While Phelps is a valued partner, Landa emphasizes that Nulo’s connection to the athletic lifestyle is bigger than any one individual. “It’s not a branding strategy,” he says. “All of us here are athletes. We’ve got runners and triathletes; we just did a team Spartan race. Food as fuel really resonates with us.”

 

To connect with its target consumers—the widespread community of adventurous pet owners—Zuke’s has found a valuable resource in various social media platforms. Using this popular form of engagement, the company has created an influencer program to team up with active pet owners who embody the Live Life Off Leash mentality, helping them reach a broad audience of pet-product shoppers who share those values.

 

“The spirit of our brand is best represented in people who are adventuring with their pups day in and day out,” says Rizzo. “From canyoneering and paddle boarding to kayaking and hiking, our Instagram influencers are passionate, real-life advocates both for Zuke’s and for living an outdoor lifestyle that’s best experienced with a dog by your side.”

 

Through these kinds of partnerships, as well as participating in, sponsoring or attending events, lifestyle brands embrace their respective communities—an element that Smith says is critical to the authenticity of a lifestyle brand.

 

“A lifestyle brand is out there getting their hands dirty alongside people who are living this life, whether that means creating events or creating Facebook groups or pages for people to connect,” she explains. “They are actively connected to people who share this lifestyle and showing up there just for the sake of showing up there. It’s not just a tactic for these brands, it’s truly a way of life.”

 

Making a Difference in Pet Stores

Aligning with companies that have built successful, authentic lifestyle brands can be valuable to pet specialty retailers. For example, Landa explains that Nulo’s participation in athletic and sporting events helps drive new traffic to stores.

 

“Everybody is fighting within the four walls of the store, and that doesn’t help retailers,” Landa says. “At swim tournaments, we show Natalie Coughlin’s Nulo promo video. We go to Ironman events and have conversations about pet food there. We’re able to track everything and demonstrate that we’re increasing the amount of traffic in retail, which is pretty unique.”

 

Smith makes the case that lifestyle brands can also offer retailers several advantages inside the store, from higher-quality marketing materials and packaging to potentially higher margins. “When you’ve got a brand that’s really passionate, there’s often much better in-store marketing materials,” she says. “If they’re trying to promote a lifestyle, they’re doing it on all levels. They’re out there doing better marketing and raising awareness and desire for their brand.”

 

Smith also says that lifestyle brands tend to invest more in their packaging, taking the time to design bags, displays and tags that communicate their mission and values. For P.L.A.Y., this present an opportunity to emphasize the brand’s sense of whimsical style, while highlighting its focus on sustainability.

 

“We create tags to highlight the top features of the product, while also reflecting the personality of the items with playful and witty descriptions,” Chen says. “We also provide retailers with creative, matching merchandise display boxes.”

 

In recognition of its efforts to be socially and environmentally responsible, P.L.A.Y. has also earned B Corp certification, a fact that is featured on its packaging designs. “By adding that tag detail, we let consumers know that they’re contributing to a company with values that include an active commitment to progressive, sustainable business practices,” Chen says.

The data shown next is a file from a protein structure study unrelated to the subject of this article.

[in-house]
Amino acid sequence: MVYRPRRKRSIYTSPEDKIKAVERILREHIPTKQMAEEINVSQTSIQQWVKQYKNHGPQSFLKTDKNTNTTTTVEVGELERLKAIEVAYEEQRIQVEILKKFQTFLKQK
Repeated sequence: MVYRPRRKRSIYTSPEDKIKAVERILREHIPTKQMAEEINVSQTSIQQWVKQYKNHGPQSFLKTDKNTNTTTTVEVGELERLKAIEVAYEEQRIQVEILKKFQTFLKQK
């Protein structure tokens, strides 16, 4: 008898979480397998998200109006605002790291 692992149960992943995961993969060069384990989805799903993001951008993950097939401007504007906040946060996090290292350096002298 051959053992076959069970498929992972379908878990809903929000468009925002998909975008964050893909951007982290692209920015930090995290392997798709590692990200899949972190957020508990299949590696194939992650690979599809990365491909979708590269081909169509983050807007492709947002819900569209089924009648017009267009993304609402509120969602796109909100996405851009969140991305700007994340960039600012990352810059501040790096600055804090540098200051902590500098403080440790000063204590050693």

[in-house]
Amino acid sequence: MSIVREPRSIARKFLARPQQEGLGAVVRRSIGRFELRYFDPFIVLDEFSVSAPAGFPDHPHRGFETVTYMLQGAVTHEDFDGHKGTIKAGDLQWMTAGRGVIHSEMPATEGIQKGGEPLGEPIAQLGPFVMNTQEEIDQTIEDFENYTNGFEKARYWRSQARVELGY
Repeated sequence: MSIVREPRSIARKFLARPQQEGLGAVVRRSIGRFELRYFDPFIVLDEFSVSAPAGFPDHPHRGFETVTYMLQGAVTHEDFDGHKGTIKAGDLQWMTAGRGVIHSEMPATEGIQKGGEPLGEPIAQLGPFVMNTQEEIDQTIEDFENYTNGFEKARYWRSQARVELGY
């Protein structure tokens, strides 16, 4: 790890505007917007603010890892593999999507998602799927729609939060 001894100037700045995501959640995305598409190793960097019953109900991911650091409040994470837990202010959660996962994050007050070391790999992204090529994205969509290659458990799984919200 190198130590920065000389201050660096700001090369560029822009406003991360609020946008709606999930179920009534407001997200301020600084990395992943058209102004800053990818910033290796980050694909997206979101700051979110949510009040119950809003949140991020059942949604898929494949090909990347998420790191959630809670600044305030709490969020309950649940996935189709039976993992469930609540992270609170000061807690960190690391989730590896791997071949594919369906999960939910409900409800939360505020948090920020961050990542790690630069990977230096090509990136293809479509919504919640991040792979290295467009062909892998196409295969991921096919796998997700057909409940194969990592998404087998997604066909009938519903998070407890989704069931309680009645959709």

Zuke’s recently undertook an extensive packaging redesign to better reflect the values of its lifestyle brand, both in style and substance. The company found ways to adjust the materials and size of the packaging to reduce its environmental impact, demonstrating care for the natural world that is so intrinsic to its customers’ lives. In terms of design, the company sought to highlight its identity.

 

“From photos featuring local pet lovers and their pups, to a topography map of the Durango mountain area that serves as the bags’ background, every detail of the new design is authentic and further reflects the brand’s outdoor lifestyle and ties to its headquarters in Durango, Colo.,” Rizzo says.

 

Lifestyle brands also offer retailers a unique selling point when talking to customers in their stores. Companies with this branding approach usually have a unique story to tell about where they and their products came from, both in a literal and more figurative sense, which can be a powerful tool for making a sale.

 

“This idea of provenance, of knowing where stuff comes from, it’s becoming more important than ever,” Smith says. “These lifestyle brands have stories that are memorable and easy to repeat. They can tell a story about where the product comes from.”

 

For P.L.A.Y., having that story and identity is essential to the success of the business. It’s that authenticity and passion for their missions that allows lifestyle brands to make connections and build customer loyalty in a way many traditional large companies can’t.

 

“A consumer brand can just be a company that makes and sells products, or one that builds a loyal community of followers around them, inspires them, puts a smile on their face and elevates the consumer experience,” Chen says. “It is important because it is what makes our company unique, successful and sustainable, armed with a strong brand identity that doesn’t fade with trends.”

 

For a true lifestyle brand, it’s not about pleasing every single consumer in the market—it’s about serving its community. Nulo takes this philosophy to heart, which is apparent in its new marketing campaign, titled “We Decide.” Rather than focusing on telling consumers that Nulo is the best food for everyone, the advertisements and marketing materials aim to empower pet owners to make informed choices about what they feed their pets.

 

“Rather than telling people what they should buy, our goal is to inspire them to make their own decisions,” Landa says. “By inspiring people to turn the bag around and look at what’s inside, we know we’ll win.”  PB